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Originally Posted by Darkgenerals View Post
Bicycle chains are a bad analogy. They have actual moving parts, where a belt does not. The friction of the links rubbing is what they are changing. and when you mention belt friction being linear function of width are you talking about smooth belts on smooth drums? I cant find anything on belt pulley system which use teeth instead of friction to transmit force.

I imagine car manufacturers test things like belt width vs longevity, but I do like the idea of thinner belts. Do you have a method in mind to test changes in rolling resistance?

Brain fart moment - Does friction of the belt interfacing the cog actually mater? I'm trying to figure out if your saying a light weight belt would help or if reducing friction between the gear and belt would help.( I've had my coffee this morning, but I'm having a stupid moment) I'm actively searching for research papers into friction on a gear pulley system. Gates has some great papers, but they don't mention much about friction.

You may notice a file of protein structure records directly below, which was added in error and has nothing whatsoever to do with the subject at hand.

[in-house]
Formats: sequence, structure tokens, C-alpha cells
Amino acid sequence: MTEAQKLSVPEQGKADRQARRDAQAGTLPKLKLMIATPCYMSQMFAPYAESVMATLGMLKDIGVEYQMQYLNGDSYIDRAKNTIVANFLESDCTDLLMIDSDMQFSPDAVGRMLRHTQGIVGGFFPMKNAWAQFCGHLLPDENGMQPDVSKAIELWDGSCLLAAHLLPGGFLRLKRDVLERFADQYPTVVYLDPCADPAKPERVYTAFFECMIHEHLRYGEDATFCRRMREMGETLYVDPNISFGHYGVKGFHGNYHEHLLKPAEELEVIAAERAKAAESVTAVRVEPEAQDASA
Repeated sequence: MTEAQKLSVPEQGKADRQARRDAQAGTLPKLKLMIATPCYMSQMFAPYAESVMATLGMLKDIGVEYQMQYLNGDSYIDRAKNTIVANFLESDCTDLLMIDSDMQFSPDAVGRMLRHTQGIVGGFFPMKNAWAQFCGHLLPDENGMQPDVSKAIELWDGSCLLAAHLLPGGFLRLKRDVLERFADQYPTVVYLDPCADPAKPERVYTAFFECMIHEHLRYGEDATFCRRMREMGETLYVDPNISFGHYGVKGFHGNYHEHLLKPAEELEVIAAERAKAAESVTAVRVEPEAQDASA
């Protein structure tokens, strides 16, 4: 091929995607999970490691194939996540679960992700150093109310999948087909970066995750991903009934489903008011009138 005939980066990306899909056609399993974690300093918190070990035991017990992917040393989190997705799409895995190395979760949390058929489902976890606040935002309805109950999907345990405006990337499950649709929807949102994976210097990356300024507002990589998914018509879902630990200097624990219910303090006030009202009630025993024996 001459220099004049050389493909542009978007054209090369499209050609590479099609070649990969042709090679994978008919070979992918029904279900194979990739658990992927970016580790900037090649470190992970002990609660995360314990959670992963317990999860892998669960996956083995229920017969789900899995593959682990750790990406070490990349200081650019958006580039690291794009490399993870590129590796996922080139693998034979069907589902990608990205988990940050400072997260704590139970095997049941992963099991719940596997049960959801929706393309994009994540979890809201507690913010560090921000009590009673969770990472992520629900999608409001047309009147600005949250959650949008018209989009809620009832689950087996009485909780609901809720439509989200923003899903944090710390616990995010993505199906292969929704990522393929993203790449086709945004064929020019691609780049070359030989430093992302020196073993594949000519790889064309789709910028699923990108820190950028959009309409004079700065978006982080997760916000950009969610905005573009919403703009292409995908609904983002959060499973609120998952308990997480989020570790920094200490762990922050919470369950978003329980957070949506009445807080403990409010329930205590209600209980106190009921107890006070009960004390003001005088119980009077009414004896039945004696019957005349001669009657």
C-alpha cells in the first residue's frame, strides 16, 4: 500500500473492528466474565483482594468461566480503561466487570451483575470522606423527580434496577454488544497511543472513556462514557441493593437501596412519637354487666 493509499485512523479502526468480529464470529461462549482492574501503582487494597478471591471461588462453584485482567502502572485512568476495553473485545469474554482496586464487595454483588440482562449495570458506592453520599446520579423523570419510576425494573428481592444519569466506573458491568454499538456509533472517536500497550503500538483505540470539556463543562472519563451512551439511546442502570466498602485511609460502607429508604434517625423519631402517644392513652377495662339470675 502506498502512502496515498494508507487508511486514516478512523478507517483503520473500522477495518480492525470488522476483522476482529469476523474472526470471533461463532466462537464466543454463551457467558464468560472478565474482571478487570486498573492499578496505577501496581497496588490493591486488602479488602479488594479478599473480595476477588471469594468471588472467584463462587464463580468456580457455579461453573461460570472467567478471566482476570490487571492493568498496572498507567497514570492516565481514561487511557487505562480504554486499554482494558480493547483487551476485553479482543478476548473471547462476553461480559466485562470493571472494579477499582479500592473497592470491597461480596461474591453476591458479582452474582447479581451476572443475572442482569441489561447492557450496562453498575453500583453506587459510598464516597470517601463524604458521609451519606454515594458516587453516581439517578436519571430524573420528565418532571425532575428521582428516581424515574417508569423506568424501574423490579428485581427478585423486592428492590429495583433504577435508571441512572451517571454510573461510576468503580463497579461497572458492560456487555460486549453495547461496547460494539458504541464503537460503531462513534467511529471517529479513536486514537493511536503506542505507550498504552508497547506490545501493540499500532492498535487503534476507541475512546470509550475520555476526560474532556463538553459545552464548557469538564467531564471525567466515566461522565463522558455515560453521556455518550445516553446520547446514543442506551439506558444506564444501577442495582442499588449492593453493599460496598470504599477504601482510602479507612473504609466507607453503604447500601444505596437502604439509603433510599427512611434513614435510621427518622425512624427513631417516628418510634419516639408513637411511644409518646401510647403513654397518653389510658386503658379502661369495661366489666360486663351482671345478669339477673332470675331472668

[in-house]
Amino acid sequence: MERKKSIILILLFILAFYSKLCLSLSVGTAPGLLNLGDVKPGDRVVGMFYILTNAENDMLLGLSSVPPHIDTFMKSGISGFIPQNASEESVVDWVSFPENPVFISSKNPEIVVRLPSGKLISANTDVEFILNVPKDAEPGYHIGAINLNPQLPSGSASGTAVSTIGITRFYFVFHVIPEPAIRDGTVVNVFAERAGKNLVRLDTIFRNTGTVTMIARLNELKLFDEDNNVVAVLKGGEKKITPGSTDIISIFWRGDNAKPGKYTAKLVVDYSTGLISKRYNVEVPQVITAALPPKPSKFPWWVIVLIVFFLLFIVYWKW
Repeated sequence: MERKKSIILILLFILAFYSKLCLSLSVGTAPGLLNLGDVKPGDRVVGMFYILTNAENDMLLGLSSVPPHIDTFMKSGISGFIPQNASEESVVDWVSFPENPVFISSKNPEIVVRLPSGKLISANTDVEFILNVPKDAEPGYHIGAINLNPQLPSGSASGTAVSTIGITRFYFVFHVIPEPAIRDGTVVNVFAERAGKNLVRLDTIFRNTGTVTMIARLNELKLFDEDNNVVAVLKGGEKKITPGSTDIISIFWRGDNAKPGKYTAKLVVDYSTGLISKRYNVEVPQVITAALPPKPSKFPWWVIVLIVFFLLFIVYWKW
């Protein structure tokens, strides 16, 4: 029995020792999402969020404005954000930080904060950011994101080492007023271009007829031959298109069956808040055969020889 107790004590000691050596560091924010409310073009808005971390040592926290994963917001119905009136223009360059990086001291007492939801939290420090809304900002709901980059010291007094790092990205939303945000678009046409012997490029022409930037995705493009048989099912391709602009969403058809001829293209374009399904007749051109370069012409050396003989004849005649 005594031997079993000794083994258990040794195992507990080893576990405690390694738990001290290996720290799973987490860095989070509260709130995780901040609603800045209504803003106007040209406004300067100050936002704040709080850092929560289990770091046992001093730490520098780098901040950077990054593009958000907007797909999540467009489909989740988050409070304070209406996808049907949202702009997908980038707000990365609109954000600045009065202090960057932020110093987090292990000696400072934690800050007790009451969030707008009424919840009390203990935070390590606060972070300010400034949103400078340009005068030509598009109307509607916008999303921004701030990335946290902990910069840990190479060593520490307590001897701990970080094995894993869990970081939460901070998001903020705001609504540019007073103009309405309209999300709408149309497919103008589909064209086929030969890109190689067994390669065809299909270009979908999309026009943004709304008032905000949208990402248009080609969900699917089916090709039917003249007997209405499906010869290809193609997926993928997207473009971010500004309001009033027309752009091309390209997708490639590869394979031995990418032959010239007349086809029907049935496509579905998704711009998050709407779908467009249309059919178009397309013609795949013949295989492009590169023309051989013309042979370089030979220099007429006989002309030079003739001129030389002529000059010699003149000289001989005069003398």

Maybe the bike chain is a bad analogy, but how do we know? Things move in belts too, the fibers in the load bearing structures aren't totally fixed. Does this mean there's a break in time, where the belt loosens up? People indicate that there is some initial stretch, where is that coming from? If I were to guess, it'st he breakdown of adhesion between the rubber substrate and the belt fibers. When I spoke to the belt manufacturer yesterday, they indicated that fiberglass belts are better than amarid when it comes to energy transfer because it has less resistance to flexing, yet... the "better" belts tend to have amarid?